While “The Ice Cream Maker’’ reads like a fun novel or a great conversation, its subtitle is “An Inspiring Tale about Making Quality the Key Ingredient to Everything You Do.’’
“Ice Cream Maker’’ author Subir Chowdhury is chairman and CEO of ASI Consulting Group in Bingham Farms, Mich., the firm that “wrote the book” on making quality a key part of organizational culture.
Familiar quality standards like Six Sigma, Design for Six Sigma, Quality is Everyone’s Business (QIEB), Robust Engineering and Lean standards are now joined by the more recent and easier to understand Listen-Enrich-Optimize (LEO).
ASI Consulting Group’s history goes back more than 30 years to the era when Ford Motor Co. regularly declared “Quality is Job One,’’ resulting in the Ford Supplier Institute based on the recommendations and teachings of quality gurus W. Edwards Deming and Genichi Taguchi. Taguchi later transformed that effort into the American Supplier Institute, Inc., which ultimately became today’s ASI Consulting Group.
But what good are the most rigorous quality standards if most employees don’t understand or care about them?
Most workers have spent years “tuning out’’ when some of the more mundane quality standards (ISO 9000, etc.) were mentioned at work, frequently pushed by big OEMs on suppliers. Even opponents of traditional quality standards perk up and keep wanting to hear more from Chowdhury’s “The Ice Cream Maker,’’ which introduced the Listen-Enrich-Optimize (LEO) standard in a way that anyone can understand as well as embrace.
ASI’s Chowdhury taps the power of strong stories to make readers see how important it is for anyone in any job to embrace quality as the root of everything they do. Chrysler quality Vice President Steve Walukas argued “The Ice Cream Maker should be mandatory reading for anyone entering the workforce.’’
We all eat food so “The Ice Cream Maker’s’’ main characters are two people most can relate to: a young man managing a small ice cream manufacturing plant, who is trying to get space in an incredibly, popular cutting edge grocery chain that reminded me of Whole Foods.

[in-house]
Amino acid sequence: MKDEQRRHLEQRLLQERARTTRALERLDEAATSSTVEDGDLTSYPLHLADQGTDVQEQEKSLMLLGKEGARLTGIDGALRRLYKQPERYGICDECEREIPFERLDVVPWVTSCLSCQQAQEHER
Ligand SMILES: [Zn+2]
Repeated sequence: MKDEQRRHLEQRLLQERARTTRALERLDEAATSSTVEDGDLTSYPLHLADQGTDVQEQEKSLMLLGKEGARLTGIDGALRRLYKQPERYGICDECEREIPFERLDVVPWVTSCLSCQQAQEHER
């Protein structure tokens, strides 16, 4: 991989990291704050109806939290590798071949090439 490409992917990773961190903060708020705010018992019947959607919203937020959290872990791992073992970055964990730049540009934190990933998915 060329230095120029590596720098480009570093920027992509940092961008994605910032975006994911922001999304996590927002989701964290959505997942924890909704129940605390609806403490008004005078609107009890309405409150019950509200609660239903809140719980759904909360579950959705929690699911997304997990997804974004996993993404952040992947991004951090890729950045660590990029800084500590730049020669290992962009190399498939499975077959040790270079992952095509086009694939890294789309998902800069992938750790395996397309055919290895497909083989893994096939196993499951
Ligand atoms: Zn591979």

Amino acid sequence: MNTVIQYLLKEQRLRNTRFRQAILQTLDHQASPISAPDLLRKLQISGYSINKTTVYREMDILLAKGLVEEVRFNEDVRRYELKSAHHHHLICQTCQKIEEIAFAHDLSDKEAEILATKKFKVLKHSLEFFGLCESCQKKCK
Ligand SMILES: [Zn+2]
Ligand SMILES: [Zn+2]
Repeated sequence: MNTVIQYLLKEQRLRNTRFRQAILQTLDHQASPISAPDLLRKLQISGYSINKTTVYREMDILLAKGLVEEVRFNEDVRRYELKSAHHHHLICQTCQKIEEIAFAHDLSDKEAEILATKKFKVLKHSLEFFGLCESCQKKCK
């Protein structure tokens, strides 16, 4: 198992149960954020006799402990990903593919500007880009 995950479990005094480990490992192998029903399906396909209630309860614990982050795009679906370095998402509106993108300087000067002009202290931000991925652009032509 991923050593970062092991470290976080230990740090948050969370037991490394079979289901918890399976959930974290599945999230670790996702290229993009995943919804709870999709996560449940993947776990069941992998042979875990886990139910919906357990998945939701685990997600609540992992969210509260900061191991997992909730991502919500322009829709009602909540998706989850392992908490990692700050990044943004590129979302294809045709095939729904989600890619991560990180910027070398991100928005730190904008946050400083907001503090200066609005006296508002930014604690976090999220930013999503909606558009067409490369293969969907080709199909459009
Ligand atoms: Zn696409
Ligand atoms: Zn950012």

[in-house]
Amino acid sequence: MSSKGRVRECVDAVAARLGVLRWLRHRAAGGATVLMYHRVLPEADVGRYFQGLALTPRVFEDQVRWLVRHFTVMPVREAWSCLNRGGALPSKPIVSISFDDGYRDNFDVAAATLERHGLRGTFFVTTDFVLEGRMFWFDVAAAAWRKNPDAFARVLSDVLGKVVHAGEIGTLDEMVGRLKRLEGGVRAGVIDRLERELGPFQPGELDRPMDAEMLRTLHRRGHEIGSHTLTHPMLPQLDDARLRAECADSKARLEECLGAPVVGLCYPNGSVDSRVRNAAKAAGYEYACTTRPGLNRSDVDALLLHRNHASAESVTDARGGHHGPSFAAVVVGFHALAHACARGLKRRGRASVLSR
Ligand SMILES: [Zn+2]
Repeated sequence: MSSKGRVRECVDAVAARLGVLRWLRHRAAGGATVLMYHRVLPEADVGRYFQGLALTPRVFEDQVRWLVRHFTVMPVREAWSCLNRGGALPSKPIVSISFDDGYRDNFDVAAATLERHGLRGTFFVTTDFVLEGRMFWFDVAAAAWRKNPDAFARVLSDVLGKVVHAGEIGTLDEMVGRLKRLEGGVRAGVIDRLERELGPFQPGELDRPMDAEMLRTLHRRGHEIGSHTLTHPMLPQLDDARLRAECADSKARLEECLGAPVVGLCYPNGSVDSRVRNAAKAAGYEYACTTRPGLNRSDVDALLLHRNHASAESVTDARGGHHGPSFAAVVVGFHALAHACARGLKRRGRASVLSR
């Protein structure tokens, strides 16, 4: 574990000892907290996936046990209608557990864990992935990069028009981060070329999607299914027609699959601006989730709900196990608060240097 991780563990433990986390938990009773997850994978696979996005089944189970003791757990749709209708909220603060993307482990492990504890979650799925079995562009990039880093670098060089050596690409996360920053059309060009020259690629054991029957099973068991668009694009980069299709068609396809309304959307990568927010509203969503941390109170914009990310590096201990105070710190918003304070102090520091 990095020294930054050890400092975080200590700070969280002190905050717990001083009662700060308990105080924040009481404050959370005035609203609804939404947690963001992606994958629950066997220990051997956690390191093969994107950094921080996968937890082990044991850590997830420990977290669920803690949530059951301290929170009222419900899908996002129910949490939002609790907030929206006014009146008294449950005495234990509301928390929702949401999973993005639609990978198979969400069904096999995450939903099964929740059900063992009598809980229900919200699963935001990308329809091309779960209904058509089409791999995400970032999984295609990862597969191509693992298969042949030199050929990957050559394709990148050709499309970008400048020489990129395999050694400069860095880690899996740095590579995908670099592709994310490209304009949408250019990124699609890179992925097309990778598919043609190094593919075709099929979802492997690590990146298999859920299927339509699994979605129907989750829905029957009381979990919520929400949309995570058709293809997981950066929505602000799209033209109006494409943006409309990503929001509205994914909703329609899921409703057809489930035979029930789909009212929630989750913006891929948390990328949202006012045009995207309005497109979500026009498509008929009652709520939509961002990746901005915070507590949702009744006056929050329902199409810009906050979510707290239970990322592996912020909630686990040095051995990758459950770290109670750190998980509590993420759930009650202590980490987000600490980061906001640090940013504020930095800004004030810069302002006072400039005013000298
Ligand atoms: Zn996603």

The story is based on the conversations between a man in manufacturing talking with a leader in popular retail services: both industries can and must learn from each other.
The characters come to life with concerns and goals we all can relate to (keeping their jobs, growing their business, making a difference, doing something that satisfies them in life and at work). And through the power of inspiring conversations and good stories, readers wind up learning what it takes to have it all in life and at work.
When “The Ice Cream Maker,’’ talks about a common concern, workers feeling they are in unimportant, dead end jobs, his supermarket friend answers: “Trust me, if you have a job, you’re needed – or else your job wouldn’t exist.’’
We learn that Listen-Enrich-Optimize (LEO) “has to do with listening to your customers, enriching the products or services you offer, and optimizing the customer experience.’’
The Washington Post summed up “The Ice Cream Maker,’’ by concluding “In 115 jargon-free pages, (ASI’sChowdhury) boils down most of the wisdom of modern management theory and practice that is equally relevant to chief executive and front line clerk.’’
The lessons of “The Ice Cream Maker” and LEO are timeless.